Our goal at YOU Parent is to provide tools that help you raise your child to the best of your ability through parent engagement. But what is parent engagement?
Parent engagement is a collection of activities you can do with your child that aid his or her core needs: social, emotional, physical, and academic development. From birth through high school and beyond, there is always an opportunity to engage with your child, but some ways are easier than others.
Here are eight parent engagement activities that you can do with your child. Each activity addresses one of the four core needs.
Easy: Sit down for a family dinner and talk about your days. What was the best thing that happened all day? What was the worst? What did each of you learn that day?
Difficult: Have a few of your child’s friends over for dinner. Ask about their families, favorite subjects in school, and their hobbies. You can learn a lot about your child through his or her friends. Getting the kids to talk might be tough at first, but in the end it will demonstrate to your child that you care about his or her social life.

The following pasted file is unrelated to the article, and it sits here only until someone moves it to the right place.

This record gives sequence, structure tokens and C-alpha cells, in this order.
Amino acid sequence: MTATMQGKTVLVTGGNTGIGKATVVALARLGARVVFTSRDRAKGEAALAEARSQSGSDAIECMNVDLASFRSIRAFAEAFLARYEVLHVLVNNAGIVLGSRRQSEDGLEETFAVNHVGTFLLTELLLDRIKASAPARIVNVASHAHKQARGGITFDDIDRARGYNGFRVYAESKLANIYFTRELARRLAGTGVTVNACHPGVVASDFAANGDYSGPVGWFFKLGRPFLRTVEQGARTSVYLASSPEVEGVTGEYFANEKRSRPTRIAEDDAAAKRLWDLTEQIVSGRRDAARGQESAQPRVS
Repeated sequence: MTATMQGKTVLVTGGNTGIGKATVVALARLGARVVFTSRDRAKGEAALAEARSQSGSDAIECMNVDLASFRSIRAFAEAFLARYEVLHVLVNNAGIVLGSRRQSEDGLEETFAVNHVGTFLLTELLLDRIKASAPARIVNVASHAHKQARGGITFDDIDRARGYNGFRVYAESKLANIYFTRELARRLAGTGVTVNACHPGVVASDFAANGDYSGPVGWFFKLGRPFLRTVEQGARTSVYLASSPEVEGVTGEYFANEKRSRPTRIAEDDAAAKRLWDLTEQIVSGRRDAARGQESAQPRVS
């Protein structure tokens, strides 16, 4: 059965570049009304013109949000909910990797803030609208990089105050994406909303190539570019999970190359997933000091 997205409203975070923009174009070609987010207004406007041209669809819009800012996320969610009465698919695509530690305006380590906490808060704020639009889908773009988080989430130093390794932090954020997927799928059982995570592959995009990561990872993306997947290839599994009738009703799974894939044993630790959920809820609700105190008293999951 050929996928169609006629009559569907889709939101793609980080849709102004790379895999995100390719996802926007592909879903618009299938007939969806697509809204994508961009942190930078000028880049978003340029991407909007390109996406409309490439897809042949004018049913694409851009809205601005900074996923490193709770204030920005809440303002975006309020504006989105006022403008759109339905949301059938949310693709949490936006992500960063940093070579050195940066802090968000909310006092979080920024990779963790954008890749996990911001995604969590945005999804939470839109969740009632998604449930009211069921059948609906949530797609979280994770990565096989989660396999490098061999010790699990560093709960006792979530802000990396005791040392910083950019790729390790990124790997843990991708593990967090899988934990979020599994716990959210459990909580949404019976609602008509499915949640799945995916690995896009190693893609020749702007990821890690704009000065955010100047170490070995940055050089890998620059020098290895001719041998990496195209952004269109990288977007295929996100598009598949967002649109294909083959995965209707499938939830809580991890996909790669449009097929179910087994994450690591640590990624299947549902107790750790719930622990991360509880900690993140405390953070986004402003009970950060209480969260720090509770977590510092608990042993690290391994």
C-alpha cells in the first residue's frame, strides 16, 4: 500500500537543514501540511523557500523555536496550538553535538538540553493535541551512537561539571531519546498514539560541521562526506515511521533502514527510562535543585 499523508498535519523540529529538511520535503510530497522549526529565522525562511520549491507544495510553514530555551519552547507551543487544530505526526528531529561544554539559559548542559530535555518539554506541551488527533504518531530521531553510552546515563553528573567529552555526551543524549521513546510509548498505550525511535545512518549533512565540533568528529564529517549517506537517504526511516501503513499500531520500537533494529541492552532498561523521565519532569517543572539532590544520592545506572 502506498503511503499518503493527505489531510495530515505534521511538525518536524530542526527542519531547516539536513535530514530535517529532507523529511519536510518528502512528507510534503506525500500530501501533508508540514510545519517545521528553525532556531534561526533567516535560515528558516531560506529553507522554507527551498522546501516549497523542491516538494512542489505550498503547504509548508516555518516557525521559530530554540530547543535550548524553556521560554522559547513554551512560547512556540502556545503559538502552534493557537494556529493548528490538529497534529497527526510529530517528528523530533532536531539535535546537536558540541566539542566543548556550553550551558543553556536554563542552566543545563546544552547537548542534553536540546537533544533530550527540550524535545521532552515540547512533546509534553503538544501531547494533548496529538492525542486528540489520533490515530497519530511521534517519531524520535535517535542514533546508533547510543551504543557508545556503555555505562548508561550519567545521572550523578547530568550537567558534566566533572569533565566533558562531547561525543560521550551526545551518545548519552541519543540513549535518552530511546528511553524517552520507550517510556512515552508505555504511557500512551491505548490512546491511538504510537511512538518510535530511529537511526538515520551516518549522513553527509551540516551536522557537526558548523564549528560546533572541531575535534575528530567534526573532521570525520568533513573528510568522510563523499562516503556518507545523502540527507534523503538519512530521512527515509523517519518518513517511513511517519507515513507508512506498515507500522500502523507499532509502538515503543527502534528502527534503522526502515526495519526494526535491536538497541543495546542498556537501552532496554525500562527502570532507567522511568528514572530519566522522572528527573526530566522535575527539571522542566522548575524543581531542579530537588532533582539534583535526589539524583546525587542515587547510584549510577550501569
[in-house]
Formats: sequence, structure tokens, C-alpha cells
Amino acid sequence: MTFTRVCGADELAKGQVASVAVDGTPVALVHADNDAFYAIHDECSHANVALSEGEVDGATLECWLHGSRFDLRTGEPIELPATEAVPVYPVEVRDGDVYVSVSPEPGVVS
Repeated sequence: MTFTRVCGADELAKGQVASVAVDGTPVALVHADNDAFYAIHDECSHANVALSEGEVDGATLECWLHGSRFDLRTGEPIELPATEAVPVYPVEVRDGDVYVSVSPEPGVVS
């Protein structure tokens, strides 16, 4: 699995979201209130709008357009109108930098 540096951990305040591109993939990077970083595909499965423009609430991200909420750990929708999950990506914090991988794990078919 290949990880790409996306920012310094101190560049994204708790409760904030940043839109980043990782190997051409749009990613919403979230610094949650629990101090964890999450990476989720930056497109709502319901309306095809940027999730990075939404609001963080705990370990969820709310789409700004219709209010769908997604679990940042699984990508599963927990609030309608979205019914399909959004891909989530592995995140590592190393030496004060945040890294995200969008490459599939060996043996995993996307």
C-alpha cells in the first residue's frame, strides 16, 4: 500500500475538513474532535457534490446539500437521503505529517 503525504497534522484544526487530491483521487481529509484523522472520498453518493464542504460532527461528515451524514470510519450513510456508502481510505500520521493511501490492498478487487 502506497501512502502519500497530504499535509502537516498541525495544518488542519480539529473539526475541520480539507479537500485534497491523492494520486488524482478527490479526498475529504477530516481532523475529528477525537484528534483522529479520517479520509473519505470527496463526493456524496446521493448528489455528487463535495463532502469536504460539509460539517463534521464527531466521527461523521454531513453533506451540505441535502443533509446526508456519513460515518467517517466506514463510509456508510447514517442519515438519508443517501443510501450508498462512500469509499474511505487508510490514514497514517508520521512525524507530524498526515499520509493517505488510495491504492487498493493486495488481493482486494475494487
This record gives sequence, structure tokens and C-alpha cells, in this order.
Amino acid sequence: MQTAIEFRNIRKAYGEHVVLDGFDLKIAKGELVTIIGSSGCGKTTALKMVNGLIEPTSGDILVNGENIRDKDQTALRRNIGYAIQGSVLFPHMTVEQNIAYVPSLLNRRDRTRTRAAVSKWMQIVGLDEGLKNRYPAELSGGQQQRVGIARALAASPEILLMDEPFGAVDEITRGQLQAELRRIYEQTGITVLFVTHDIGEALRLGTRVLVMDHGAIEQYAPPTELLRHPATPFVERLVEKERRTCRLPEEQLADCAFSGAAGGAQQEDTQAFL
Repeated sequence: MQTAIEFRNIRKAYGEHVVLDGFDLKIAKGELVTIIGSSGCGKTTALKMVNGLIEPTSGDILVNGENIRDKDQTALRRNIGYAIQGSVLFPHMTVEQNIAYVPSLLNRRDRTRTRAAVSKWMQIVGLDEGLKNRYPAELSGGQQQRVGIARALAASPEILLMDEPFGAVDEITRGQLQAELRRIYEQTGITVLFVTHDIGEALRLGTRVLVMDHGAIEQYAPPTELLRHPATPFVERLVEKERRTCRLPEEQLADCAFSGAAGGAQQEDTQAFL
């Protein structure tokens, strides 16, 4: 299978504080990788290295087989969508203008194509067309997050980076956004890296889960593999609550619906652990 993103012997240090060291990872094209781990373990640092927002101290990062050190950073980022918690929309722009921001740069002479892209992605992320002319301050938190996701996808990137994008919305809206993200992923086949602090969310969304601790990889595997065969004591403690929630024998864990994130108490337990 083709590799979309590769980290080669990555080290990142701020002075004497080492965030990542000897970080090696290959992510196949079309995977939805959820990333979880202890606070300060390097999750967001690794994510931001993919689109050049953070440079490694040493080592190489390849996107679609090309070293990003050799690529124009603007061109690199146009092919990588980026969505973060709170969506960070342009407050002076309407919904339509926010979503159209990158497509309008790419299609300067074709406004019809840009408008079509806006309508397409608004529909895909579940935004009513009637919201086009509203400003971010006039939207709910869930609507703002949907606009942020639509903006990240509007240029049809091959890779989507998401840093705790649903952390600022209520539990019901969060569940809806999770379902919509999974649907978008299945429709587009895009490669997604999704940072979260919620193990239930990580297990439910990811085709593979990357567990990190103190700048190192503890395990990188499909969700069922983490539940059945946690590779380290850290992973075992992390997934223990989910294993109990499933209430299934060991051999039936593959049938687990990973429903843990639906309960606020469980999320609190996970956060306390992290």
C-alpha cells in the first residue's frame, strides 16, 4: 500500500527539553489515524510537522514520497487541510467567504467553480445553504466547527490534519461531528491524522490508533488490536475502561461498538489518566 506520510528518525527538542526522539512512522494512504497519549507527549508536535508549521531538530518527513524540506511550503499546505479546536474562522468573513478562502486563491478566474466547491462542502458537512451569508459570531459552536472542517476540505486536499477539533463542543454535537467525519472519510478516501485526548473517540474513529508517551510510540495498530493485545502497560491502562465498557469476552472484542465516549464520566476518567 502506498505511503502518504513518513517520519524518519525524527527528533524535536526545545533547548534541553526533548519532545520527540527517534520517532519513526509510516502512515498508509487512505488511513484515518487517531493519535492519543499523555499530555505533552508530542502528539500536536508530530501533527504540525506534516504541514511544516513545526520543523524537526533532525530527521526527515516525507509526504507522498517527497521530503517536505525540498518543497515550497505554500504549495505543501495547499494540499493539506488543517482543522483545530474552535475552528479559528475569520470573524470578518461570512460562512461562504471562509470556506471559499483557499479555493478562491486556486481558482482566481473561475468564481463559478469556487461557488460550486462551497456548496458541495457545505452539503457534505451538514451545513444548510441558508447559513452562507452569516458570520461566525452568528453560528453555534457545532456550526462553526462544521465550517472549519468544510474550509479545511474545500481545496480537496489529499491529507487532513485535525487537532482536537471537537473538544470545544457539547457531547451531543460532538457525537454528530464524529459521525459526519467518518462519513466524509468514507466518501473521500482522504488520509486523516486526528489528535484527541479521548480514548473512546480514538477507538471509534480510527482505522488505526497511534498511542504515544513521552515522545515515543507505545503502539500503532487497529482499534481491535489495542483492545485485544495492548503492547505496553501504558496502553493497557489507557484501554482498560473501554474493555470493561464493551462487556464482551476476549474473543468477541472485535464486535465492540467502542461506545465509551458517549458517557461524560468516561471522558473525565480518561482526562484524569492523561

Easy: Tuck your child in for bed and lay beside him or her to cuddle for a few minutes before sleep. Show your love with a hug or squeeze.
Difficult: If your child is acting distant or difficult, confront him or her directly and don’t end the conversation until you know the real reason your child is acting that way. Confrontation is uncomfortable, especially if you’re not prepared for the response. But helping your child address a problem now can save his or her life later—especially if your child is dealing with depression, bullying, or other serious problems.
Easy: Talk a short walk with your child. Catch up on each other’s lives.
Difficult: Train for a 5K with your teen. Training might be challenging, but accomplishing something together is a memory you both will cherish forever.
Easy: Check your child’s homework each night and ask him or her to tell you about the work. How did your daughter get the answer to that math problem? Ask her to talk you through the formula or equation.
Difficult: Email the teacher to proactively communicate about your child’s progress. While sending an email isn’t difficult, taking the first step and reaching outside of your comfort zone might be. Don’t worry—teachers want to hear from you before there’s a problem, so you will be making a great impression.